Converting Data into Intelligence

Oct 19, 2016

Endless streams of Latin letters and numerals characterize the legendary motion picture Matrix. Operator Tank can process tonnes of it in seconds. Trinity takes only a few moments to learn how to ride a military M-109 helicopter when she is rescuing Morpheus along with Neo. Of course she is plugged in and Tank only has to pass on the codes to her brain. Neo is the only soul who can see the data in matrix as is, in its rawest original form. Hence he can dodge bullets and fly whenever he wishes to like no one else.

Back to real life.

What is happening with Data?

Imagine a world where all data could be processed, deciphered and converted to intelligence, i.e., knowledge for improving the quality of life, however mostly limited to the business world. This has been achieved to an extent by mankind, of up to 10% roughly by the most commonly used BI or Business Intelligence systems.

Business Intelligence systems (comprising of software, tools, applications) is what enterprises use to make sense out of their data, to make decisions that influence their overall performance. A basic example: A bunch of data such as isolated numbers means nothing unless, for example, put in the form of a graph or a report to be of use to a business enterprise. BIs convert data into useful information.

But what of data that BIs don’t understand? It is called unstructured data. Textual data such as reports, books, manuals, resumes, feedbacks, posts, tweets, … et all. How does one decipher and convert alphabetical letters into information? Data mining, Natural Language Processing (NLP), text analytics, noisy-text analytics, semantics and linguistics are various methods that help interpret unstructured data in more meaningful ways than just performing basic keyword searches.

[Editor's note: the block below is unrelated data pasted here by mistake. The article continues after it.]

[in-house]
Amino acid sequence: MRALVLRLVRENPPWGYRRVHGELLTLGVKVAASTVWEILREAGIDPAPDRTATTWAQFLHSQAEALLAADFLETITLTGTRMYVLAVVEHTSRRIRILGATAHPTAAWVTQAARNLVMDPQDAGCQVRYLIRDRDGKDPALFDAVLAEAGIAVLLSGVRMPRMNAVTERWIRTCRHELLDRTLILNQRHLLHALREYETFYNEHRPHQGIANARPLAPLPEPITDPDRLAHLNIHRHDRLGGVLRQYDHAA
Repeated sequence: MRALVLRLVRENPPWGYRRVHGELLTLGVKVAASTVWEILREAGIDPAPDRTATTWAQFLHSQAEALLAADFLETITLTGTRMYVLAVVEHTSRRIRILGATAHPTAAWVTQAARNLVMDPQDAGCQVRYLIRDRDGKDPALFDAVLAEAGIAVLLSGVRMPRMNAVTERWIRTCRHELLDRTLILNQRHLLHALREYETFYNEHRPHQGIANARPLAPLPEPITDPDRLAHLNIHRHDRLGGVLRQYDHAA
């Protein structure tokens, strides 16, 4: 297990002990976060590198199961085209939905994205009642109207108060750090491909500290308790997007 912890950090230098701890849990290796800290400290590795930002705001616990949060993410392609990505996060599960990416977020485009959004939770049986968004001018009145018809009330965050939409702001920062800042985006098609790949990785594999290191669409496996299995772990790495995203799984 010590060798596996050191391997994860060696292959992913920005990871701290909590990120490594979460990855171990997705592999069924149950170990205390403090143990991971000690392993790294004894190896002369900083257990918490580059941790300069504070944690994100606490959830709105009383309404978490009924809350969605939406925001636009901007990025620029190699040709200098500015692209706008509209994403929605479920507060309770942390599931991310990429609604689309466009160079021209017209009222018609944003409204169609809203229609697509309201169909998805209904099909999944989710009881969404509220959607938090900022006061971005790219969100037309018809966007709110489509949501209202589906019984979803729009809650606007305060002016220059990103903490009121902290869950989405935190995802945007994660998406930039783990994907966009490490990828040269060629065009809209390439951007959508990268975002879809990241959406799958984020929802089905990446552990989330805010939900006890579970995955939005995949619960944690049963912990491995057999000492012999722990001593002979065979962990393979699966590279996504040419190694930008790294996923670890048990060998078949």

Contextual Data Analytics

One of the emerging offshoot of data interpretation – Contextual Analytics – is bound to become the most sought method for deciphering unstructured data to gain intelligence. This new form of knowledge is so accurate and precise that it has direct impact on costs and the overall performance of especially large organizations. The reason for this is that Contextual Analytics is the closest to how humans process textual data. It mimics the same. In other words, it is based on what the world knows as Machine Learning.

A thousand tweets received in response to a business campaign – could Contextual Analytics deduce their overall emotion?

The real value and worth of Big Data can be realized only when advanced forms of Contextual Intelligence is applied to it.

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